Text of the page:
beer Milk their person who had benefited was me. You know, I care, you know. So it's a silly example, right? But it comes around, but not I'll tell you. I'll tell you another way it comes around. That happened this week or so. So my mother is now in memory care home is now on hospice. And so is a week or two ago. And and so as all this kind of hospice care comes into play. So I received a call, I get it off coke phone calls now from the hospital, what kinds of issues and stuff and it's in front of a wonderful place, Mission hospice here in San Mateo. And so I got it from when these phone calls. This woman says, you know, I'm their mission hospice chaplain, and I'm getting ready to visit your mom. So that's nice. But turns out, the woman who is my mom's chaplain, was introduced to becoming a chocolate to chaplaincy. By doing the Buddhist chaplaincy training that I offer here at IMC, some 10 years ago, 11 years ago, she went through the training and learned about all this. And so I, you know, I was supporting her I wanted to, you know, it's a wonderful thing to train chaplain, some of you in the room have been in the chaplaincy program, I can see at least three or four of you, here. And, and, and so you know, I love doing it, I feel like it's a kind of pyramid scheme for joy, because people go out and benefit others. And then guess who fit the bill comes around. So that's, that's nice, you know, so who knows what our character what our carrier does in the world, maybe we don't need to know. But if he knows the good we can do that there's a similar story of Christian monastery. someplace that the few monks that were left in the monastery, were getting quite old, and no one came to visit the monastery anymore. And there was no one joining the monastery. It seemed like the monastery was just dying away. And they could see that then a few years, none of the monks would be left and what would happen to the monastery they'd reached. You know, it was kind of it has been a thriving monastery, in their youth, but it was kind of fading away. So the advert was still concerned about this, of course. And so it was quite perplexed and dhamma to go visit, this was supposed to be this very wise rabbi, the next valley over or something. And so the event went to the rabbi and said, you know, we have this issue at our monastery at Stein away and no one's coming. It's seems like it's, you know, it's coming to its end. But do you have any ideas of what we can do and what might revive it? And the head qi and talked about things? And the rabbi said, No, not really. I don't know about monasteries. And, but then the, as the as the abbot was leaving to go back home, the rabbi said, Oh, by the way, one of your monks back at your monastery is the is going to be the Messiah, the next Messiah or something. And so the abbot went back to the monastery and the monks there were they were kind of eager to find out what they learned. They all wanted to know, the device there. What advice they're going to give in the abbot said, Well, he had no advice for us. It didn't have anything to say. But he did say the strange things that I was leading. As I was leaving, he said, one of us is going to be the Messiah. And they said, Wow, that's strange. But then the next days and weeks, the monks was like, Well, you know, who could it be? Or can't be farther, Lawrence? He's always so grumpy. However, he's always helping. He's always at the right place when someone needs help. He's all right there to help. But could he be? No, no, maybe? Well, maybe. But what about father Joseph? Brother Joseph. He's just so lazy. He's just like, you know, to the his no one does less than him in the monastery. But whenever he does something, he's always so kind.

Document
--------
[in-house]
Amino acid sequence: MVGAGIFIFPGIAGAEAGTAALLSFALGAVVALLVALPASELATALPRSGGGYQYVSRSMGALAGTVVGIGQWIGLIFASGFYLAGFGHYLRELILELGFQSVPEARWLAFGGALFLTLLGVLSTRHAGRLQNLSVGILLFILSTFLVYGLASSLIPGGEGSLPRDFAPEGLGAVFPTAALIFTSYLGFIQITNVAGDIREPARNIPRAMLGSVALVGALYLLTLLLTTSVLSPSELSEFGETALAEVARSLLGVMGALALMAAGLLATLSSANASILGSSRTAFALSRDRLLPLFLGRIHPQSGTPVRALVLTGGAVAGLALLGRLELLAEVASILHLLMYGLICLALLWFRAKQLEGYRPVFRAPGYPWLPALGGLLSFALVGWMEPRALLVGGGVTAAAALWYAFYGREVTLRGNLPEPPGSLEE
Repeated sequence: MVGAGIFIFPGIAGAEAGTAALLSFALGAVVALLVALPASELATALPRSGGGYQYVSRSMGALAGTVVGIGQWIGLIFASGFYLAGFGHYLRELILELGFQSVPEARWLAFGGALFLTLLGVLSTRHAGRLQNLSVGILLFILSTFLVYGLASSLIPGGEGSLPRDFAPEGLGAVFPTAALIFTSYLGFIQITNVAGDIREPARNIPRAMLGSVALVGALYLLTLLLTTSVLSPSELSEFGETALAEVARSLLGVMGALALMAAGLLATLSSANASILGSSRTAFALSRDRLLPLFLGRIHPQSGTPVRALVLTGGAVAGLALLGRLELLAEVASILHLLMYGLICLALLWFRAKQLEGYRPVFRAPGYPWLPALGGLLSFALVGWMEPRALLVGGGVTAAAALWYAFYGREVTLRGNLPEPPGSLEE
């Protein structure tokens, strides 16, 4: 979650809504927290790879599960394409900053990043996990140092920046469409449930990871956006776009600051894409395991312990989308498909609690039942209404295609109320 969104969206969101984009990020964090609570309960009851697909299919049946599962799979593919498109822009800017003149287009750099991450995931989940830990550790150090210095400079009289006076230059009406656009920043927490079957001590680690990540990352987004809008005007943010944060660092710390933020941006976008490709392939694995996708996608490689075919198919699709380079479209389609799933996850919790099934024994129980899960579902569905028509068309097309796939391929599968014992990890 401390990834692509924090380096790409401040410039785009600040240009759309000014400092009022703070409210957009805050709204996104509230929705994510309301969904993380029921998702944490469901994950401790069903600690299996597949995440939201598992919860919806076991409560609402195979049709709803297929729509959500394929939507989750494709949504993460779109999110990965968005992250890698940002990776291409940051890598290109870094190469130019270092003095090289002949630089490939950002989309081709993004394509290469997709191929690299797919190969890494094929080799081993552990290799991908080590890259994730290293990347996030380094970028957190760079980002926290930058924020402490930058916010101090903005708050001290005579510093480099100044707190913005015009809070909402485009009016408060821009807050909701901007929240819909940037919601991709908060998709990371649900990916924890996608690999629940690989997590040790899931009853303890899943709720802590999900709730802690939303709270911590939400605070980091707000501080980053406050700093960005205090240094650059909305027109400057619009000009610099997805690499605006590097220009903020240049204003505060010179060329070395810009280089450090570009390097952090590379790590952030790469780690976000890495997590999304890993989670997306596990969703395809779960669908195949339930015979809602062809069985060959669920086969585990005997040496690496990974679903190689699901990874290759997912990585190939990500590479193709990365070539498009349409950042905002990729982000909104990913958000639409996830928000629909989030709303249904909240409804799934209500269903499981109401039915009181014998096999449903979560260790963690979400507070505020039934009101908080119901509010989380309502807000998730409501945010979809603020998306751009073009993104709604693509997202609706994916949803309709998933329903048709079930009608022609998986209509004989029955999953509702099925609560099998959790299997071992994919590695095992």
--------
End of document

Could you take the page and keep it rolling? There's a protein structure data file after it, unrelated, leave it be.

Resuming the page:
And then either went through the end everyone that like, you know, but could it be that person it could Be that person. And as they had these thoughts and recognize that each of them had something good going for them. They started treating each other with respect and care and reverence in a way that they hadn't, maybe hadn't done for a long time. So that was nice. But then one day, some young people from town came at a picnic on the monastery grounds. And they felt something. And they had little conversations with some of the monks and they felt something special to they came back. And they came back and more of them game. And then some of them joined the monastery became monks. And after a few couple of years, that place was thriving again, with young, dedicated, monastics. So care what happens when we care for each other, we respect each other, we revere each other. What are the conditions we put in place. And it doesn't take a lot of thinking that there are very different those are very different conditions, then being mean, being indifferent. But to be to care, to love to be kind, as if your care is important, as if you matter, that what you do. And maybe it doesn't have to be big. You don't have to become Desmond Tutu. But maybe it's that you cared about a neighbor you cared about someone who has a flat tire and you pull over to help them. You're saying that I remember once in Palo Alto, someone's car was stalled in either intersection. And woman, his car stalled, standing there wondering what to do. And it seemed like dangerous. So I got out of my car, parked my car, the side and I pushed it to the side seemed like a nice thing to do. Right? Or the right thing to do. And I haven't thought about it in 30 years, but there's now so to care. Who knows who we're meeting? Do you know the people you meet to know who they are and what their destiny is? Do you know anybody really? Who knows? Maybe they're like further Lawrence. Maybe they're the Messiah, maybe something special there. In 2013, some people cared for a 13 year old girl who was shot.